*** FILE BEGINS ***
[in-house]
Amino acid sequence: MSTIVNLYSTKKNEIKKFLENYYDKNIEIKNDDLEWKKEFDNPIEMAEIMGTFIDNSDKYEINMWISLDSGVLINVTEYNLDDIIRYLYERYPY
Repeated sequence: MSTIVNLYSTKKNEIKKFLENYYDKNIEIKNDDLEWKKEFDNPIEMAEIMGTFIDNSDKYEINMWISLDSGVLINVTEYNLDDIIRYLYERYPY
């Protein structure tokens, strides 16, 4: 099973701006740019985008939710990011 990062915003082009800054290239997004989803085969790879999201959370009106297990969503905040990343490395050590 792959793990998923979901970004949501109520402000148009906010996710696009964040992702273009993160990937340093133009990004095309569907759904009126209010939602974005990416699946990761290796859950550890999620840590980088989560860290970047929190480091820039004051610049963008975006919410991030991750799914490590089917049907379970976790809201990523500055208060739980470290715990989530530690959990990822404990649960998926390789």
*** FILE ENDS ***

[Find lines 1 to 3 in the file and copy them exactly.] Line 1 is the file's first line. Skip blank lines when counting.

[in-house]
Amino acid sequence: MSTIVNLYSTKKNEIKKFLENYYDKNIEIKNDDLEWKKEFDNPIEMAEIMGTFIDNSDKYEINMWISLDSGVLINVTEYNLDDIIRYLYERYPY
Repeated sequence: MSTIVNLYSTKKNEIKKFLENYYDKNIEIKNDDLEWKKEFDNPIEMAEIMGTFIDNSDKYEINMWISLDSGVLINVTEYNLDDIIRYLYERYPY